In 1970, a dead 8-ton sperm whale washed up on the beach in Florence, Oregon.
Let it rot? That will take a few years. Not be good for tourism or down-wind real estate values.
Bury it? Decomposing gases from something that large means it wouldn’t stay buried, which means that is essentially Option One, but with a big bulldozer bill.
Chop it up? No one had a really big chainsaw.
The final answer was to blow it up and let the scavengers eat the pieces.
Boys will never pass on a chance to light some dynamite. But how much do you need to disintegrate 16,000 pounds? A military veteran with explosives experience suggested 20 sticks.
But testosterone was involved.
‘Nah, 20 cases would be better.’ Half a ton of dynamite.
Next question: how far back should we move the onlookers? Quarter mile should be more than enough.
You know this is about to get good, don’t you?
The massive blast was enjoyed by all…that is, all except the guy whose car – a ‘safe’ quarter mile away – was flattened by a flying giant piece of blubber.
Fortunately, no one was hurt. Unfortunately, but for the car crusher piece of flesh most of the animal didn’t budge. Half a ton of dynamite moved a lot of sand, but not a lot of whale.
Eventually the bulldozers were called, and the burying option turned out to be the right plan after all.
Mostly, I just wanted an excuse to tell that hilarious story, but there is a point.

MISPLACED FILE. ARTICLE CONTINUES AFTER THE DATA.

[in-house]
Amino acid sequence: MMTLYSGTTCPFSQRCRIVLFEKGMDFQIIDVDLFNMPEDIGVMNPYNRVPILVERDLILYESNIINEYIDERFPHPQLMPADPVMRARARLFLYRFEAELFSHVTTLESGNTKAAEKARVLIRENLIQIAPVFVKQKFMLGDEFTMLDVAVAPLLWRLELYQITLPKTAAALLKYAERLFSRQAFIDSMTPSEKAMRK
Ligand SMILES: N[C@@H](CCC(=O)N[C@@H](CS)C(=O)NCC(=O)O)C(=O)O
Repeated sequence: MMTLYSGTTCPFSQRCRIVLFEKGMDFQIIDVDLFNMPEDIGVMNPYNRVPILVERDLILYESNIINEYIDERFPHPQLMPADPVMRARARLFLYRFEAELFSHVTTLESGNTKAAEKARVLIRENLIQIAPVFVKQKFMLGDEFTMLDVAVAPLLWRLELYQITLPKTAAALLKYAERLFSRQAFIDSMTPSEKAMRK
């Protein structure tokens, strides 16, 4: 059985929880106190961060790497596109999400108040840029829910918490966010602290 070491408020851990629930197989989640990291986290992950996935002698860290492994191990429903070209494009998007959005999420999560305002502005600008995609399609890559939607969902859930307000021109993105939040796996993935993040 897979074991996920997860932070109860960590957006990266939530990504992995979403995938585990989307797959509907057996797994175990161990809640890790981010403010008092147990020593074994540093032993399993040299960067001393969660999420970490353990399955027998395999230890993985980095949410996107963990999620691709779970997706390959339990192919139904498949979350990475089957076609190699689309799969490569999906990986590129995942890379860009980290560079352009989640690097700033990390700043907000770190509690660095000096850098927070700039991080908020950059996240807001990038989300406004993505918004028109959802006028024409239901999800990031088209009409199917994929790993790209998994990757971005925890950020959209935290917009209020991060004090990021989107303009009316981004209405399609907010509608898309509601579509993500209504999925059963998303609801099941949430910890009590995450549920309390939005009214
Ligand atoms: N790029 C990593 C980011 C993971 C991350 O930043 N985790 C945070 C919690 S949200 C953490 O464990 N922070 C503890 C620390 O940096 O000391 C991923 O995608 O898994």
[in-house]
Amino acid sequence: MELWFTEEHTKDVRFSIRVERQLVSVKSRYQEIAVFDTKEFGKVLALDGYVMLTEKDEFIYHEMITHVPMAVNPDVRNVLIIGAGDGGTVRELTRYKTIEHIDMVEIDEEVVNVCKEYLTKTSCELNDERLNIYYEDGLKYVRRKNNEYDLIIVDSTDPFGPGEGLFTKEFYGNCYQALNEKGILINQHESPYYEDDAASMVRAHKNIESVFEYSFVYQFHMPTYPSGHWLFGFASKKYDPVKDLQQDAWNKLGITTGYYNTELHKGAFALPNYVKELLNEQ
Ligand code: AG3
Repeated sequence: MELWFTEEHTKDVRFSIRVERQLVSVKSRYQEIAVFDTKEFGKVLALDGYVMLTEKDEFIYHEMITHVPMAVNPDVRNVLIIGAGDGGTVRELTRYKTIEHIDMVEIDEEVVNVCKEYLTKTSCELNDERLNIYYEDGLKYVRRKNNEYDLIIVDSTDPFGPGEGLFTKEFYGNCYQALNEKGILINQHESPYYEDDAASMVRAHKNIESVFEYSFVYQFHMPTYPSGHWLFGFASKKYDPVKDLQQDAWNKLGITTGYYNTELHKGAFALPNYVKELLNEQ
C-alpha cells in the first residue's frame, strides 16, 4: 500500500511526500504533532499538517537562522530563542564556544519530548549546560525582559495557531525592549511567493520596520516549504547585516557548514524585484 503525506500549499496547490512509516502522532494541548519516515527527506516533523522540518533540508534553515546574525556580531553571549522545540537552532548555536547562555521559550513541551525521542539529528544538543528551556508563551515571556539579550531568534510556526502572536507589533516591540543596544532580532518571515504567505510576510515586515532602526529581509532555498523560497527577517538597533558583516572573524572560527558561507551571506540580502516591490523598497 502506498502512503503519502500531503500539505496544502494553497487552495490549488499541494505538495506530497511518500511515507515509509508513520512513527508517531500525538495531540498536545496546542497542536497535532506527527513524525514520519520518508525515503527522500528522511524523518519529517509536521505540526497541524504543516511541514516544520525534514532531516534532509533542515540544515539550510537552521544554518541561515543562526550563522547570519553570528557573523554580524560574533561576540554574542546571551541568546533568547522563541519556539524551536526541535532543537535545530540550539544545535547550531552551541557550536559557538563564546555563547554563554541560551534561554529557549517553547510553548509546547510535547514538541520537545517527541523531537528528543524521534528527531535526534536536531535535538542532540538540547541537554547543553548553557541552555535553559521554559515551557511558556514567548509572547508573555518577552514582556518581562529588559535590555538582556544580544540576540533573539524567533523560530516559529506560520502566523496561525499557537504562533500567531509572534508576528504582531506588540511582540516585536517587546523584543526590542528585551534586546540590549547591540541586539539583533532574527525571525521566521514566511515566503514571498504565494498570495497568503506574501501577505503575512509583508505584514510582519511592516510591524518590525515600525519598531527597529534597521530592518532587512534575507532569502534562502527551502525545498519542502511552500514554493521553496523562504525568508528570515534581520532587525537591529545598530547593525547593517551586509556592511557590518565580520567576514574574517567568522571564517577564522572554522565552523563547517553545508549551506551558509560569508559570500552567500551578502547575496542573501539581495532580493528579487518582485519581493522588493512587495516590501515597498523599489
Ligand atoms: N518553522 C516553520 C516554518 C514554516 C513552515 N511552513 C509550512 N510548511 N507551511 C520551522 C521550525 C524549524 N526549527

When physicians sell their practice to a financial sponsor and roll part of the proceeds forward as equity in the go-forward company, they become vested in the strategy to make that equity more valuable over time.
Breaking news…not every plan the guys in blue blazers with cash dream up is a good one. Sometimes, there is a lot of loud noise, but when the dust settles, things are about what they were before, only with a hole in the ground.
My opinion, for what it is worth, is one of the things that gets equity sponsors in trouble – those who don’t know healthcare very well – is believing that a strategy that worked in one specialty will work in every other specialty. They go to a conference, hear a success story, and say, ‘Let’s do that.’
But that was in dermatology and you have bought a bunch of OB/GYN practices.
The creation of future value in the roll-up of physician practices depends on a lot of things – culture fit, execution, sharing leadership between clinicians and business types, a million things.
But strategy – what are we trying to do – is at the top of the list and can be discussed before you do the deal. Make sure it makes sense.
Just lighting a bunch of explosives – or in our case, buying a lot of practices – is not going to make your rolled equity worth more three to five years from now.